As you can see, this function is quite long and has a lot of nested if statements. Let’s try to use object oriented programming to make this code more readable and easier to understand.

So, basically our code will more or less do the same as before but we’ll put it in a class and break down the functionality into smaller methods.

The class definition starts like this:

```
class MazeSolver:
def __init__(self):
self.currX = 0
self.currY = 0
self.intersections = []
```

You can see that our class has an `intersections`

property. That’s already a hint for the approach we’ll take.
Next, just like in the first function we’ll need to initialize the `visited`

array:

```
...
def _init_visited(self):
self.visited = []
for x, line in enumerate(self.maze.matrix):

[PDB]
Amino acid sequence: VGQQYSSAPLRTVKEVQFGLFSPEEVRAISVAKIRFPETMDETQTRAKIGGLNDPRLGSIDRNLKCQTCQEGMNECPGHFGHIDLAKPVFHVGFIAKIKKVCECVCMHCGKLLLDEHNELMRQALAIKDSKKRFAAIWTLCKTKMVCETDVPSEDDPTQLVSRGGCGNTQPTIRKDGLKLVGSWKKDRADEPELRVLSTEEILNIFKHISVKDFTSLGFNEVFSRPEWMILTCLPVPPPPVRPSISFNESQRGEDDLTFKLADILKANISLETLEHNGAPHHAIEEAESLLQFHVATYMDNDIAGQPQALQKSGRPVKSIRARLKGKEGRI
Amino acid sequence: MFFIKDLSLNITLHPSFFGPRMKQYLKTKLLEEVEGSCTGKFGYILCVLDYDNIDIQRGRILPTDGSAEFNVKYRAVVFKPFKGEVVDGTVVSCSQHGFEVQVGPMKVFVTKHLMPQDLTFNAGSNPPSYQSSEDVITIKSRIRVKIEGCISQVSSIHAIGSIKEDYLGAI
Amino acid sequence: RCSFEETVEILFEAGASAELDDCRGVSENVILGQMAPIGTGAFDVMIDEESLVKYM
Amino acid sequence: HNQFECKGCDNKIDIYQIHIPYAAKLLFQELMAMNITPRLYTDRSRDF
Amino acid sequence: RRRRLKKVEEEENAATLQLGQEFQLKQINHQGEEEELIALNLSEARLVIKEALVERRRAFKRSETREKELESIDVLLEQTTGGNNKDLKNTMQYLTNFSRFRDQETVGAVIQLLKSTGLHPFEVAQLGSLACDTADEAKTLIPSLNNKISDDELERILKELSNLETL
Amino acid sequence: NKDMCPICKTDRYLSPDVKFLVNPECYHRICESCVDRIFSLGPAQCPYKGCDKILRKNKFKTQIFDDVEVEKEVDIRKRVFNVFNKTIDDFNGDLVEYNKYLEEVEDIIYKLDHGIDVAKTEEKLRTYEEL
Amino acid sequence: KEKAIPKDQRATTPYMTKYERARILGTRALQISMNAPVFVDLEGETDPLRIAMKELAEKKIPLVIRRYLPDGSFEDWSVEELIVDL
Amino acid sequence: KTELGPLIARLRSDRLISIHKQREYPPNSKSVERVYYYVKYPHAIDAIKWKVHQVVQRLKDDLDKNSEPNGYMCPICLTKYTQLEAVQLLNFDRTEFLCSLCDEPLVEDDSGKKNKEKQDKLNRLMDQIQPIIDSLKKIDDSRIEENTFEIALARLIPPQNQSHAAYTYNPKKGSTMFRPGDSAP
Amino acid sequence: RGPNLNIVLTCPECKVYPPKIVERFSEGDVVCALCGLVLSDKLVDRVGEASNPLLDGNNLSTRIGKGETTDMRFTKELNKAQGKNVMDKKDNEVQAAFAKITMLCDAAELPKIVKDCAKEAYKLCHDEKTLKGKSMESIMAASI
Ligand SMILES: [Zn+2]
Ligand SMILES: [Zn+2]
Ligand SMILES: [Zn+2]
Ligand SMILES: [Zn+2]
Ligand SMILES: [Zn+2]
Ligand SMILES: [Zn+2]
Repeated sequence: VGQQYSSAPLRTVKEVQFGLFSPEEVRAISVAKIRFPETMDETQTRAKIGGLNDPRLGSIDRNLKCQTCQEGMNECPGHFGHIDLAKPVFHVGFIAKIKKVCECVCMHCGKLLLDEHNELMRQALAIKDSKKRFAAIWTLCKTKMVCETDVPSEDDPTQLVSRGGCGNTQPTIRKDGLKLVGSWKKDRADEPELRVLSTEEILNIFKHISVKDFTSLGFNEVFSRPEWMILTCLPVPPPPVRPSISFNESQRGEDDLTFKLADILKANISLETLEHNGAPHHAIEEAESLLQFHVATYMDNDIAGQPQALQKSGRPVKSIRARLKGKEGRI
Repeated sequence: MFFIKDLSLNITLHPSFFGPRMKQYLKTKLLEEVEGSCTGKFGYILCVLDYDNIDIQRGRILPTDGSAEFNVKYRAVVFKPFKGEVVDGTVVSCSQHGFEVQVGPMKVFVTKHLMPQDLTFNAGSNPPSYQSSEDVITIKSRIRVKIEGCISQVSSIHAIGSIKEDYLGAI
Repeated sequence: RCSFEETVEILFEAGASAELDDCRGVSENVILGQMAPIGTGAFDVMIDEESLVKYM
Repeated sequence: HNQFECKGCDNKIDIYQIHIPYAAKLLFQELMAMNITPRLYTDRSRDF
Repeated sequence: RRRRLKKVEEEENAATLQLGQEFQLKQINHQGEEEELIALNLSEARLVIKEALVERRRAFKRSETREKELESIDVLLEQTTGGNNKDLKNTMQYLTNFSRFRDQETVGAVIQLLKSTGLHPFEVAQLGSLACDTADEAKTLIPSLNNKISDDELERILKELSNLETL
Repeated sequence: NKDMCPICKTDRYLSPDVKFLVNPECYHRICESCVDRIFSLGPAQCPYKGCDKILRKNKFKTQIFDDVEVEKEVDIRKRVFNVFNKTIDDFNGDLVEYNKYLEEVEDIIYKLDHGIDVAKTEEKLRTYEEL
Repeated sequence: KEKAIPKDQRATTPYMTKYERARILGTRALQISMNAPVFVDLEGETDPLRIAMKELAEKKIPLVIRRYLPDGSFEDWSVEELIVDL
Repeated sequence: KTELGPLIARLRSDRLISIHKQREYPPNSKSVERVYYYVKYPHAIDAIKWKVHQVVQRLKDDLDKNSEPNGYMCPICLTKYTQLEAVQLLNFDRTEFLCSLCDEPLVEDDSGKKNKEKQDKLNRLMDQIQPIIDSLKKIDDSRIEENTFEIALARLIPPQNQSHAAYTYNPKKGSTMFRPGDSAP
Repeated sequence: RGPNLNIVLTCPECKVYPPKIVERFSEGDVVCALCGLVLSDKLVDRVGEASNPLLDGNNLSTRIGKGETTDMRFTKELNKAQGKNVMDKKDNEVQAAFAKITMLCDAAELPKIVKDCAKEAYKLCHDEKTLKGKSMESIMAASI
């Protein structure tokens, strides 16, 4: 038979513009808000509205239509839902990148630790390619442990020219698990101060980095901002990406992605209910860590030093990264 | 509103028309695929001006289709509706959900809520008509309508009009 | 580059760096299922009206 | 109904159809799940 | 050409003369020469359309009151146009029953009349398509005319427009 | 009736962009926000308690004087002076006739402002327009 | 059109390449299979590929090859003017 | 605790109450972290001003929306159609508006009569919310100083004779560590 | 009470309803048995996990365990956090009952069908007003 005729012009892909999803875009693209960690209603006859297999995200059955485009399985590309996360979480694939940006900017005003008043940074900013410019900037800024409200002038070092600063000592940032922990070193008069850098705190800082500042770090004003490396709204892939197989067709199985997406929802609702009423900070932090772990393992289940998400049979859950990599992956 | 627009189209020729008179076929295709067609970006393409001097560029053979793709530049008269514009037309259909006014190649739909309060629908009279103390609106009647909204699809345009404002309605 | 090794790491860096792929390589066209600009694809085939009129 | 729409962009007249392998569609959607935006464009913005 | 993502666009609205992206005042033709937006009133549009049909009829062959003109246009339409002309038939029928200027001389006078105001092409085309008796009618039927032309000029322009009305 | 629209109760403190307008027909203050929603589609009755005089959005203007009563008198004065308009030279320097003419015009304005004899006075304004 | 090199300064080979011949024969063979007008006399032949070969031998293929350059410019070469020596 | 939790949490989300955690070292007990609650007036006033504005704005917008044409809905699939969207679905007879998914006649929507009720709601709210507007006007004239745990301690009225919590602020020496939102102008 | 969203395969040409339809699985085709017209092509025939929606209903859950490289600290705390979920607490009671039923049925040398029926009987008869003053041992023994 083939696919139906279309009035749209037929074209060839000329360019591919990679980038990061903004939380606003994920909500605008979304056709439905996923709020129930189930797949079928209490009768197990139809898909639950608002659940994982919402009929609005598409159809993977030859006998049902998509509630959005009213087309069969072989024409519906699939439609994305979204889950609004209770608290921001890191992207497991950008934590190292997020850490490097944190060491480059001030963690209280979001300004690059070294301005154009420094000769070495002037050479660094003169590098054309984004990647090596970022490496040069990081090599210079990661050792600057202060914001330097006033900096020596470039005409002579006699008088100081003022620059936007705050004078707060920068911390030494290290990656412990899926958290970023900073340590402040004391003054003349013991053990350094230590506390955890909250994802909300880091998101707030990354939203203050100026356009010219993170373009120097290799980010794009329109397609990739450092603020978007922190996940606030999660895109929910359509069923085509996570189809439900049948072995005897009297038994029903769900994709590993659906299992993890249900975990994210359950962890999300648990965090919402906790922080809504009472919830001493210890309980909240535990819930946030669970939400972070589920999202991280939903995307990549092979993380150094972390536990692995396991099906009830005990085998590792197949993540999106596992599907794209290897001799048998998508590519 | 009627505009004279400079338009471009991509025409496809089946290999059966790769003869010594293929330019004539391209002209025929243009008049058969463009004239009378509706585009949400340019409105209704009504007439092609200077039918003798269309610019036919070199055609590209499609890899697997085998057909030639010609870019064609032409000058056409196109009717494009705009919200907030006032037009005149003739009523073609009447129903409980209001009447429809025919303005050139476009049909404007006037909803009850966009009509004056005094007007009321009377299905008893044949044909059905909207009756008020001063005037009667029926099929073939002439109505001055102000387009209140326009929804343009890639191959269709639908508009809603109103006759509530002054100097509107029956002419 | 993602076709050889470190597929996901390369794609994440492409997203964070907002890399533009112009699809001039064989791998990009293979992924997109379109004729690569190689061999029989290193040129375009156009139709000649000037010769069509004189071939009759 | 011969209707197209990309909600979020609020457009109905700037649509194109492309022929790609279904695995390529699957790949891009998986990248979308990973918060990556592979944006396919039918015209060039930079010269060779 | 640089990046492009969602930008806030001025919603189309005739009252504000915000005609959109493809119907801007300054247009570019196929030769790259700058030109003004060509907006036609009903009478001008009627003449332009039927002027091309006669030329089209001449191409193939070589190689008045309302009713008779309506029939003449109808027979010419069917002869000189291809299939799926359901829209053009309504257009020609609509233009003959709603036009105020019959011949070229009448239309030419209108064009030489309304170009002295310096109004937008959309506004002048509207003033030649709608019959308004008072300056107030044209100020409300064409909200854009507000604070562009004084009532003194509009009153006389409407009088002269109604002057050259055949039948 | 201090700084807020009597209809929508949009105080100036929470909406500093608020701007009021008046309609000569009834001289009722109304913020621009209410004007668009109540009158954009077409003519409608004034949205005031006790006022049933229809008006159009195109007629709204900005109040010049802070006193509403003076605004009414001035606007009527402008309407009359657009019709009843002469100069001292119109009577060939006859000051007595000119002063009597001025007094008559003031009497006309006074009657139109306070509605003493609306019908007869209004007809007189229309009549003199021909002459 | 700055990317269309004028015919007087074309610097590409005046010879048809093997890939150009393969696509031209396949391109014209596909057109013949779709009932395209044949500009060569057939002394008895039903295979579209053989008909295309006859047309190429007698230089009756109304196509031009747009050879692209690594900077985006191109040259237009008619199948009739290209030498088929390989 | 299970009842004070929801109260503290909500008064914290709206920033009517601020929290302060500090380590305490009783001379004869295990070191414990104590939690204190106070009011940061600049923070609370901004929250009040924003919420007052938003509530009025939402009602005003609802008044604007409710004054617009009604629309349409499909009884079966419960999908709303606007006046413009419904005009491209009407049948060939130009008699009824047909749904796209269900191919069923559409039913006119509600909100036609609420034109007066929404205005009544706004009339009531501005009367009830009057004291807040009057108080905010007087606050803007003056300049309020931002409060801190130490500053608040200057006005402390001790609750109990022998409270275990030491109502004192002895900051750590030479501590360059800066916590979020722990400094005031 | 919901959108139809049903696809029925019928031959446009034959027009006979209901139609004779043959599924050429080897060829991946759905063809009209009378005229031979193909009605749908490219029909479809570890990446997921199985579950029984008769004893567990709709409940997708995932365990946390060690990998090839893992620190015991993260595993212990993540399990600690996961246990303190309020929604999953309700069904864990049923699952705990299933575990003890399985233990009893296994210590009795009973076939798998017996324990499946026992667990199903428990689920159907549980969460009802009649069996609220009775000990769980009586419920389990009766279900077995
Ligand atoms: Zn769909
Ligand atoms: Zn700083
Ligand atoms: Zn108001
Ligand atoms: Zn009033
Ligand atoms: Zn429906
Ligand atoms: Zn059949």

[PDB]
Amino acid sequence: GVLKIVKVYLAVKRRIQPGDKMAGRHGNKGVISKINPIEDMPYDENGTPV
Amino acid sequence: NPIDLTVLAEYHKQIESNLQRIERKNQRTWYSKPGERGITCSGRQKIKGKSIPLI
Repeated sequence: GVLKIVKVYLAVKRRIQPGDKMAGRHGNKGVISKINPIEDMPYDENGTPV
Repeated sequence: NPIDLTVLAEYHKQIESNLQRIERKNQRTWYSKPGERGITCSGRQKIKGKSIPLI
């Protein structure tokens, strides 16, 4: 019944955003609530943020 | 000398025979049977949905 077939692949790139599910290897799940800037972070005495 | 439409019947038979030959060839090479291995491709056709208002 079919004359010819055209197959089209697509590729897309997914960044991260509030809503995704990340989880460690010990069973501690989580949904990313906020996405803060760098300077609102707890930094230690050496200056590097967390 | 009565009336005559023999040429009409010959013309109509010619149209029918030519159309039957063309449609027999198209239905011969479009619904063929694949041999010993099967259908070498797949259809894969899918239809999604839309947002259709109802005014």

self.visited.append([])
for cell in line:
self.visited[x].append(cell)
```

You can see that I made `init_visted`

a private method, so the calling code would not care about this part.
Now, let’s see what we need to check for every option:

- Would it hit a wall?
- Would it hit a visited cell?
- Would it be out of bounds?

Instead of checking all of these conditions in nested if statements we’ll create a private function for each.

```
...
def _is_not_visited(self, x, y):
return self.visited[x][y] < 2
def _is_not_wall(self, x, y):
return self.maze.matrix[x][y] != 1
def _is_in_bounds(self, x, y):
return x >= 0 and x < len(self.maze.matrix[x]) and y >= 0 and y < len(self.maze.matrix)
```

Now we can combine those private methods in another private method called `can_go`